My first real breath of air smells of pine and woodsmoke. It comes to me on a cool breeze, mid-afternoon, a sunny day that becomes the kind of staple nice day that every other future nice day of my life will be compared to. I think a part of me knows that this is what it was like Before. Before everything became crowded and bustling and rushed. This is time slowed down, the seconds counted out in the rings of the trees that the makeshift roads were built around. This place looked the same yesterday as it did fifty years ago. It’s a fragment of space, eternally paused, a map drawn from landmarks instead of buildings and roads. And the glee of being here hits me, and it feels like riding a bike without holding onto the handlebars, swimming out to where my feet can’t touch the lakebed, seeing a faun grazing not ten feet in front of me as I walk back from the showers, not scared, not angry, not rushed. It feels like laying on the beach, stretched out on a worn towel, looking up on a clear night at the universe as it presents itself to me, waiting to be graced with the sight of a shooting star, locating the familiar constellations, talking or not talking, my eyes adjusting to a sight that should be more familiar than it is. Now it’s like a reward. If I leave everything that forged my impatience behind, the stars will teach me how to let the waiting moment surround me. And it doesn’t feel like waiting. I think that’s the secret. I am henceforth taught the art of genuine connection.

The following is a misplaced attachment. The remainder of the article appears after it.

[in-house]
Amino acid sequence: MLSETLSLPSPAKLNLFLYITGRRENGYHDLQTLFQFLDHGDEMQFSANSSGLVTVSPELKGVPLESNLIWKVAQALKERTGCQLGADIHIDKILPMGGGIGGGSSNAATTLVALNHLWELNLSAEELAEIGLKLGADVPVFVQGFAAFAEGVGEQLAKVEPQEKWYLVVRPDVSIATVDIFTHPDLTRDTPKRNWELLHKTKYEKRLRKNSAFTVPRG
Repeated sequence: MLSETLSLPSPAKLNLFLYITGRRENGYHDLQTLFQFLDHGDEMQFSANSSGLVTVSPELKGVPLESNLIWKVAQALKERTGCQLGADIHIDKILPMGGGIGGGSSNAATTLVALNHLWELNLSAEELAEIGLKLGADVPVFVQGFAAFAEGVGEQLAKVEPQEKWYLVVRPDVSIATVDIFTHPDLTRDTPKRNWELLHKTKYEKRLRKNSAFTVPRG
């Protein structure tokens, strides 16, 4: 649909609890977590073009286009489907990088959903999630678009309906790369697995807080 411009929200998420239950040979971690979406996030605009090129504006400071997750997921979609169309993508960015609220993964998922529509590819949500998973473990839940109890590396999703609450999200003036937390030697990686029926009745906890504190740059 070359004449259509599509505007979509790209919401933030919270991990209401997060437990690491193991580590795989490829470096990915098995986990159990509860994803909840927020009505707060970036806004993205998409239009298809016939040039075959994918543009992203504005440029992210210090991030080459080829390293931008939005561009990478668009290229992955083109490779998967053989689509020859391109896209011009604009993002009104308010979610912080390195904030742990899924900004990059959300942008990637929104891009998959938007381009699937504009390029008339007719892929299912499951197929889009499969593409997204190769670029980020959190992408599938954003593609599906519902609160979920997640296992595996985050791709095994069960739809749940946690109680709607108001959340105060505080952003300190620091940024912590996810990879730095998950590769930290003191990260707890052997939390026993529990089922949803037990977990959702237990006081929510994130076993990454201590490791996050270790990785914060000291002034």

On the cliffside, stories are told through pictures painted in pigments, by a hand whose mouth spoke a language I could never hope to decipher, and yet the tales of good and bad and everything in between still stand out stark red against the stone walls, faded but not gone. Fifty yards due North, Old Walt watches over kayaks and canoes as they drift along, claiming to know the amplitude of time, and it seems like it might be possible, on days like this. Soon after, a loon calls for the sun to set, and the rock is set alight by the burnt orange of the sun. This is what my father calls the golden hour, and I savour it. Later, after a good meal, contentment folds me in a warm blanket, the firelight reflecting off my face and the faces of the people I love, softly singing songs by heart that my mother and father sang when they were my age. We wake up to the sounds of birds twittering and chipmunks scavenging. My mother doesn’t wear her watch here. Alarm clocks are not in the vocabulary of here. We eat when we’re hungry, sleep when we’re tired, and only make plans with words like ‘morning,’ ‘afternoon,’ and ‘night’; all things made apparent by where the sun sits in the sky. We drink real coffee, brewed from the bean, because we finally have enough time to skip the instant stuff. Sometimes I kayak early in the morning, and the water has not yet woken up, is incomprehensibly still for something so intrinsically fluid, a mirror of the clouds in the sky. Small birds hurtle toward it only to lift up at the last possible second, thrilled to be alive in such a world. And so am I. I ache to trail my fingers alongside the boat, leave a wake behind me, something to mark my existence here, even if only for a moment.